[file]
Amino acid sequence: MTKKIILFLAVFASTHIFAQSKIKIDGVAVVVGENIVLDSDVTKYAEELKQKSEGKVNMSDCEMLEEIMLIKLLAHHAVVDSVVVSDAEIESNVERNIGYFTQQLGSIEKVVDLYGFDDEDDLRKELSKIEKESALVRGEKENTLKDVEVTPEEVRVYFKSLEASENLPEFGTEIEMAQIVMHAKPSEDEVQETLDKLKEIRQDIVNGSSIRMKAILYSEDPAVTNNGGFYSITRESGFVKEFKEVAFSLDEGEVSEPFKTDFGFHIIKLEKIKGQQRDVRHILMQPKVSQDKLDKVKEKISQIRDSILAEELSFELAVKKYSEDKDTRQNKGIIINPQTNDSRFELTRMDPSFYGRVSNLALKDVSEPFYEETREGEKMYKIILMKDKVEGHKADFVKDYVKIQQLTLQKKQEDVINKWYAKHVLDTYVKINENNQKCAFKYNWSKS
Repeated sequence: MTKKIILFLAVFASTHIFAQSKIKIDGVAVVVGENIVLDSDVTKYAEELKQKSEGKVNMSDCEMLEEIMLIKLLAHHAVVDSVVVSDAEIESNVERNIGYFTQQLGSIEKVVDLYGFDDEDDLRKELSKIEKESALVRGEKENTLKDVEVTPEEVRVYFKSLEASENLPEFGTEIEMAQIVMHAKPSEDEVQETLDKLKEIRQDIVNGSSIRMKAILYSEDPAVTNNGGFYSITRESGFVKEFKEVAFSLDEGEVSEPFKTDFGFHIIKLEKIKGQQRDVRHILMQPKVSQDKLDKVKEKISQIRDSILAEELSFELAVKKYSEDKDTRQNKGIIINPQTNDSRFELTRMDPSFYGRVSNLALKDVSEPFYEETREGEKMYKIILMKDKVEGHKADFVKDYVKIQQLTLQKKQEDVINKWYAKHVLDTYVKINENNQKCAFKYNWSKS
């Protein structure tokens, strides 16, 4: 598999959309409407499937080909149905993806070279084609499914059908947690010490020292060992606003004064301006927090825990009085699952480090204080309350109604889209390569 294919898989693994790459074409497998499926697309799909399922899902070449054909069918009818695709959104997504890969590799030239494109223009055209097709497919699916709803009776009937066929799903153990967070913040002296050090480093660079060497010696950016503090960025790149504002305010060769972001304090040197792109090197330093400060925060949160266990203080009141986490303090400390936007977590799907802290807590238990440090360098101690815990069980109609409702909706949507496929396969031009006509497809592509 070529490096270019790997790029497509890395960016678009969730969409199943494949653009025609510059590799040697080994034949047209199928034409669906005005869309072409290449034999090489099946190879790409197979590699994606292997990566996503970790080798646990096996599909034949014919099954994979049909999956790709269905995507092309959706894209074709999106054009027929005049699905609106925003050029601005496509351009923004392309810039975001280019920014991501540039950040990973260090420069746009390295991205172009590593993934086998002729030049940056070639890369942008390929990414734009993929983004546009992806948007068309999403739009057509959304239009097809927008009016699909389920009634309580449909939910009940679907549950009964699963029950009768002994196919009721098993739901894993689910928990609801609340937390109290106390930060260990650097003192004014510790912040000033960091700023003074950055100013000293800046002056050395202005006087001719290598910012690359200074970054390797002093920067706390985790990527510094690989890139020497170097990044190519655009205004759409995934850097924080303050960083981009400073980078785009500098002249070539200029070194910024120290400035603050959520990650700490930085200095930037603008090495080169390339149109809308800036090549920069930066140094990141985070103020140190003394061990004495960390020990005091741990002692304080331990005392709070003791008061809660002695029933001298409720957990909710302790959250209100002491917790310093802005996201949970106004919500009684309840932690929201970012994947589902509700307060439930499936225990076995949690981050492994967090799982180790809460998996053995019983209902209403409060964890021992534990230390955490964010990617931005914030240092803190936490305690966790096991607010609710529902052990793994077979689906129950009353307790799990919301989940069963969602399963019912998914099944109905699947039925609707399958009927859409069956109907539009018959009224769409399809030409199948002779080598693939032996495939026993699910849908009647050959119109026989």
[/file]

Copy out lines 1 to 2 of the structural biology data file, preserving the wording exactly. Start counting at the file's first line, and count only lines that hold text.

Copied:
Amino acid sequence: MTKKIILFLAVFASTHIFAQSKIKIDGVAVVVGENIVLDSDVTKYAEELKQKSEGKVNMSDCEMLEEIMLIKLLAHHAVVDSVVVSDAEIESNVERNIGYFTQQLGSIEKVVDLYGFDDEDDLRKELSKIEKESALVRGEKENTLKDVEVTPEEVRVYFKSLEASENLPEFGTEIEMAQIVMHAKPSEDEVQETLDKLKEIRQDIVNGSSIRMKAILYSEDPAVTNNGGFYSITRESGFVKEFKEVAFSLDEGEVSEPFKTDFGFHIIKLEKIKGQQRDVRHILMQPKVSQDKLDKVKEKISQIRDSILAEELSFELAVKKYSEDKDTRQNKGIIINPQTNDSRFELTRMDPSFYGRVSNLALKDVSEPFYEETREGEKMYKIILMKDKVEGHKADFVKDYVKIQQLTLQKKQEDVINKWYAKHVLDTYVKINENNQKCAFKYNWSKS
Repeated sequence: MTKKIILFLAVFASTHIFAQSKIKIDGVAVVVGENIVLDSDVTKYAEELKQKSEGKVNMSDCEMLEEIMLIKLLAHHAVVDSVVVSDAEIESNVERNIGYFTQQLGSIEKVVDLYGFDDEDDLRKELSKIEKESALVRGEKENTLKDVEVTPEEVRVYFKSLEASENLPEFGTEIEMAQIVMHAKPSEDEVQETLDKLKEIRQDIVNGSSIRMKAILYSEDPAVTNNGGFYSITRESGFVKEFKEVAFSLDEGEVSEPFKTDFGFHIIKLEKIKGQQRDVRHILMQPKVSQDKLDKVKEKISQIRDSILAEELSFELAVKKYSEDKDTRQNKGIIINPQTNDSRFELTRMDPSFYGRVSNLALKDVSEPFYEETREGEKMYKIILMKDKVEGHKADFVKDYVKIQQLTLQKKQEDVINKWYAKHVLDTYVKINENNQKCAFKYNWSKS